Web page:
Review: Ssangyong Musso XLV ute

By: Fraser Stronach

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  • Plant & Equipment

Ssangyong has beefed up its new Musso ute range with a long-wheelbase leaf-spring variant called the XLV. Fraser Stronach tests it out

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The Ssangyong Musso XLV ute

Ssangyong may sound familiar to you, and you may have even have heard of a Ssangyong Musso, but perhaps remember it as a 4WD wagon and not a 4WD ute? That’s because the first Ssangyong to appear in Australia (in 1996) was a Musso and it was indeed a wagon, and at the time sold via Mercedes-Benz dealers. Some owners even took off the Ssangyong badges and replaced them with a Mercedes three-pointed star, perhaps to indicate the excellent Mercedes-Benz straight six under the bonnet.

If all that sounds confusing, it is, and a reflection of Ssangyong’s history here in Australia and more broadly.

Ssangyong has roots back to the mid 1950s when South Korea was emerging from the chaos of the still-not-fully-resolved Korean War. At one time it was owned by fellow Korean company Daewoo and subsequently by Chinese automaker SAIC, which just happens to produce the new-to-Australia LDV T60 ute, recently reviewed.

For a while Ssangyong even disappeared from the Australian market altogether but things are on the way up on two accounts.

Ssangyong’s purchase by India’s booming car, truck, bus and tractor manufacturer Mahindra about eight years ago has brought a huge investment in new models, while locally, as of last year, Ssangyong has set up a factory owned and backed distributor in Australia, which should bring on-going stability to the brand.

Among a number of new models, the Musso is a new-from-the-ground-up design that only appeared globally in 2018. What we have is the Musso XLV, which is the more heavy-duty model of two quite distinct ute variants (see ‘Musso Light Anyone?’).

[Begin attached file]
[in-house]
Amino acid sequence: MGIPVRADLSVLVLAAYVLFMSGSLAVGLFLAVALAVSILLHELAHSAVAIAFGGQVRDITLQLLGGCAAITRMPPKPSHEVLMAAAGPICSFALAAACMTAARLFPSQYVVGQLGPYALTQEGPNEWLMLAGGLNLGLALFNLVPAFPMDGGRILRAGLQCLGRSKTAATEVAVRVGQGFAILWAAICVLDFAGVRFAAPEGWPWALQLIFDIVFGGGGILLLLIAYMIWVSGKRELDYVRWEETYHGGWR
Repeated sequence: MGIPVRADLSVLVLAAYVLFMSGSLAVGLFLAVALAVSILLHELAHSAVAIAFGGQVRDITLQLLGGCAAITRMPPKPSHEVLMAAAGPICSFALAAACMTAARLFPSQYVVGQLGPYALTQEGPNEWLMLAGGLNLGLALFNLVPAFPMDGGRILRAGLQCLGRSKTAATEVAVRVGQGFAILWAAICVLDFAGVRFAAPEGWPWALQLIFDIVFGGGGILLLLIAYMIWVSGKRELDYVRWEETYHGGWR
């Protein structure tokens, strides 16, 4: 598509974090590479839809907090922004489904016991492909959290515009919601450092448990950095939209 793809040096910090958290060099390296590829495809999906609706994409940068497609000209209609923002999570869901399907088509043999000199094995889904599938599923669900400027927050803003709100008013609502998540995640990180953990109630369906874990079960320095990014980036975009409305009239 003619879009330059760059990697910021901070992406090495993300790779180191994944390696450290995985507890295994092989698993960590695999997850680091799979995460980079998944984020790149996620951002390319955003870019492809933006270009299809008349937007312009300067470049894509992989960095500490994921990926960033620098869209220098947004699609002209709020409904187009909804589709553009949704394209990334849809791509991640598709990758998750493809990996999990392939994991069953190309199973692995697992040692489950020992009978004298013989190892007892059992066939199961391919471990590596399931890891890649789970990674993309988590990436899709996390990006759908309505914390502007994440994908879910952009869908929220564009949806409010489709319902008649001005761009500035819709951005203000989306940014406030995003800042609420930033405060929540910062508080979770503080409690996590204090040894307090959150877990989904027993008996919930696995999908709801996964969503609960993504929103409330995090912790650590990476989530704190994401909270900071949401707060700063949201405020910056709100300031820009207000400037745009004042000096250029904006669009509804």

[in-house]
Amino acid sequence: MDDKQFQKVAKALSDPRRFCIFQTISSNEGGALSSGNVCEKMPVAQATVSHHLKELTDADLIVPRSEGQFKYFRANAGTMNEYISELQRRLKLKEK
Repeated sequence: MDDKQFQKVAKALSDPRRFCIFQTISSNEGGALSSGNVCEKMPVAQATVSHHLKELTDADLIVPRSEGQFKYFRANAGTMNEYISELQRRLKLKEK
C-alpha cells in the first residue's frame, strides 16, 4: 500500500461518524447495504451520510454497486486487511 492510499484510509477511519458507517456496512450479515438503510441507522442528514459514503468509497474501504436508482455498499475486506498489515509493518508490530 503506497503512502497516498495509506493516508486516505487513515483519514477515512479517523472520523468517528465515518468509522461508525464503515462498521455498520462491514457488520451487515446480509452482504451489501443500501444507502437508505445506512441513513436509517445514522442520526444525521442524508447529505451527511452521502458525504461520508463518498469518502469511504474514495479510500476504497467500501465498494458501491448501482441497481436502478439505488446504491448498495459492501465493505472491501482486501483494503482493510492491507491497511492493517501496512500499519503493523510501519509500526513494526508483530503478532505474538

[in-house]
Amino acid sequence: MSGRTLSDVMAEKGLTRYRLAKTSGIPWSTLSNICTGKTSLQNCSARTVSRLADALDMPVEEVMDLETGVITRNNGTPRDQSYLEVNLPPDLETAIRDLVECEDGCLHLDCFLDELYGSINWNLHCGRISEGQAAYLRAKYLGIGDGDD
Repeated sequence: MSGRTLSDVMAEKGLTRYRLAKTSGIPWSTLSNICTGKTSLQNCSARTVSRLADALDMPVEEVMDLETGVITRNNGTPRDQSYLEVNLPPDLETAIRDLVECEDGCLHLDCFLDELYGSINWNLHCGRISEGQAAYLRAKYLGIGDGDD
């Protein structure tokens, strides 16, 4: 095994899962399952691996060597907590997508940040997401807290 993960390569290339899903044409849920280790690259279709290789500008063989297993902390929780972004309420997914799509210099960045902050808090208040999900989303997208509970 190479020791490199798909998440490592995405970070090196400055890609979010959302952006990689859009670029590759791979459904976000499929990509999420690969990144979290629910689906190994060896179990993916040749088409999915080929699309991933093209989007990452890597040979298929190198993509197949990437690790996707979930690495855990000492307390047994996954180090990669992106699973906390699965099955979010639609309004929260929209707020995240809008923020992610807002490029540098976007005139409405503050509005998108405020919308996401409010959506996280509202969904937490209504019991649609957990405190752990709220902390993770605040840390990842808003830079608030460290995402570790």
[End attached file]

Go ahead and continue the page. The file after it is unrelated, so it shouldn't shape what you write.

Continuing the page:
The XLV comes in three equipment grades, the as-tested ELX, which is the base entry-level model and two more lavishly equipped models.

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The Musso’s ‘up-market’ feel continues with the pushbutton engine start. While there’s no reach adjustment for the steering wheel but the cabin is spacious and competitively big

CLIMB ABOARD 

Entry level in this case equates to $36,990 drive-away, which means the Musso XLX comfortably undercuts the least expensive of the mainstream dual-cab 4WD utes in price.

But while it may be a ‘budget ute’, it doesn’t present as one with ‘smart key’ entry to a well finished cabin that looks more like that of a passenger car than a budget ute. There’s a long list of equipment too (see ‘Equipment Check List’) that’s more in like with a premium ute than a budget ute.

While there’s no reach adjustment for the steering wheel (as per many other more expensive utes), the seat and driving position is still comfortable in what is a spacious and competitively big, by class standards, cabin. There’s an adult-friendly back seat too complete with rear air vents.

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If you want a dual-cab ute with a big tub, then you have come to the right place

ON THE ROAD

The Musso’s ‘up-market’ feel continues with the push-button engine start and gets even better with the quiet and refined nature of its diesel engine that’s evident right from start-up.

Once underway, the 2.2-litre diesel continues to impress with generally effortless performance and notable refinement.

The Musso’s outright performance is still more modest than exciting but that said, it doesn’t give anything away to the lesser performing of the mainstream utes such as the Isuzu D-MAX, Mitsubishi Triton and even Toyota’s big-selling HiLux, despite the fact that its engine is smaller in capacity.

For its part, the six-speed automatic also does its job well in terms of shift selection and shift quality, and is essentially the same Aisin gearbox used in the HiLux and D-MAX. ‘Manual’ shift, if you want to use it, is via a toggle switch on the side of the shifter, which isn’t particularly nice to use.